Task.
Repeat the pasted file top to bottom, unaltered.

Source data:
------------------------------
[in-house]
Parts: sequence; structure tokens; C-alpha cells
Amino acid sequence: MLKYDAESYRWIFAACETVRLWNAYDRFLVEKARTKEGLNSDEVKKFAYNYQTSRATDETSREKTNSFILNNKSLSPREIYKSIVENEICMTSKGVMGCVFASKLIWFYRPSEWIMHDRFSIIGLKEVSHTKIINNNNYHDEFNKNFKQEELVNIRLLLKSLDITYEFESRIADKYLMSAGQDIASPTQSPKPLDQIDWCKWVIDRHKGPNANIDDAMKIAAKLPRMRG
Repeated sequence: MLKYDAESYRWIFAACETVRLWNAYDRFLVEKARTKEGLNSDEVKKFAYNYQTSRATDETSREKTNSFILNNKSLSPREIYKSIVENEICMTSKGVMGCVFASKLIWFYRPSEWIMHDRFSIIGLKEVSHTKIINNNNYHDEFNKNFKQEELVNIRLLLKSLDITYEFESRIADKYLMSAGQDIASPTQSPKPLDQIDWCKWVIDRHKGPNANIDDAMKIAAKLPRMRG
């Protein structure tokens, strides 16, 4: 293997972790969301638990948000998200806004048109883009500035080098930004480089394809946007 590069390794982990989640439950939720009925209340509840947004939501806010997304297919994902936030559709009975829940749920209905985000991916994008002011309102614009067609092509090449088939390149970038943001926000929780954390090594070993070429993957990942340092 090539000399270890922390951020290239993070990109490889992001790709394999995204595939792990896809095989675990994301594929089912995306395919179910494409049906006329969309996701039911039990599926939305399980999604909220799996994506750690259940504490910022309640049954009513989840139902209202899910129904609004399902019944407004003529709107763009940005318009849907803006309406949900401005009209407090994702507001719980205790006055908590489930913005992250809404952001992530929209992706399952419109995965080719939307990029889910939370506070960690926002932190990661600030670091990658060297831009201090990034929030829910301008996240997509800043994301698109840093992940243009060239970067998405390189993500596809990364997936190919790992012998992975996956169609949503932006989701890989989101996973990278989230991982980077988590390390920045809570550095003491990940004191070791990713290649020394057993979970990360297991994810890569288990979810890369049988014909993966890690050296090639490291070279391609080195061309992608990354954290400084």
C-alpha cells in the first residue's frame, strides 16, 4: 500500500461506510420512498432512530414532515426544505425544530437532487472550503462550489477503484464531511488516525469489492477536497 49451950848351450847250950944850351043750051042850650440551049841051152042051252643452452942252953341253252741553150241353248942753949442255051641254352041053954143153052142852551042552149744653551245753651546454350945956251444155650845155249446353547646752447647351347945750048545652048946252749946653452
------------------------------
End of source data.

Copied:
[in-house]
Parts: sequence; structure tokens; C-alpha cells
Amino acid sequence: MLKYDAESYRWIFAACETVRLWNAYDRFLVEKARTKEGLNSDEVKKFAYNYQTSRATDETSREKTNSFILNNKSLSPREIYKSIVENEICMTSKGVMGCVFASKLIWFYRPSEWIMHDRFSIIGLKEVSHTKIINNNNYHDEFNKNFKQEELVNIRLLLKSLDITYEFESRIADKYLMSAGQDIASPTQSPKPLDQIDWCKWVIDRHKGPNANIDDAMKIAAKLPRMRG
Repeated sequence: MLKYDAESYRWIFAACETVRLWNAYDRFLVEKARTKEGLNSDEVKKFAYNYQTSRATDETSREKTNSFILNNKSLSPREIYKSIVENEICMTSKGVMGCVFASKLIWFYRPSEWIMHDRFSIIGLKEVSHTKIINNNNYHDEFNKNFKQEELVNIRLLLKSLDITYEFESRIADKYLMSAGQDIASPTQSPKPLDQIDWCKWVIDRHKGPNANIDDAMKIAAKLPRMRG
């Protein structure tokens, strides 16, 4: 293997972790969301638990948000998200806004048109883009500035080098930004480089394809946007 590069390794982990989640439950939720009925209340509840947004939501806010997304297919994902936030559709009975829940749920209905985000991916994008002011309102614009067609092509090449088939390149970038943001926000929780954390090594070993070429993957990942340092 090539000399270890922390951020290239993070990109490889992001790709394999995204595939792990896809095989675990994301594929089912995306395919179910494409049906006329969309996701039911039990599926939305399980999604909220799996994506750690259940504490910022309640049954009513989840139902209202899910129904609004399902019944407004003529709107763009940005318009849907803006309406949900401005009209407090994702507001719980205790006055908590489930913005992250809404952001992530929209992706399952419109995965080719939307990029889910939370506070960690926002932190990661600030670091990658060297831009201090990034929030829910301008996240997509800043994301698109840093992940243009060239970067998405390189993500596809990364997936190919790992012998992975996956169609949503932006989701890989989101996973990278989230991982980077988590390390920045809570550095003491990940004191070791990713290649020394057993979970990360297991994810890569288990979810890369049988014909993966890690050296090639490291070279391609080195061309992608990354954290400084």
C-alpha cells in the first residue's frame, strides 16, 4: 500500500461506510420512498432512530414532515426544505425544530437532487472550503462550489477503484464531511488516525469489492477536497 49451950848351450847250950944850351043750051042850650440551049841051152042051252643452452942252953341253252741553150241353248942753949442255051641254352041053954143153052142852551042552149744653551245753651546454350945956251444155650845155249446353547646752447647351347945750048545652048946252749946653452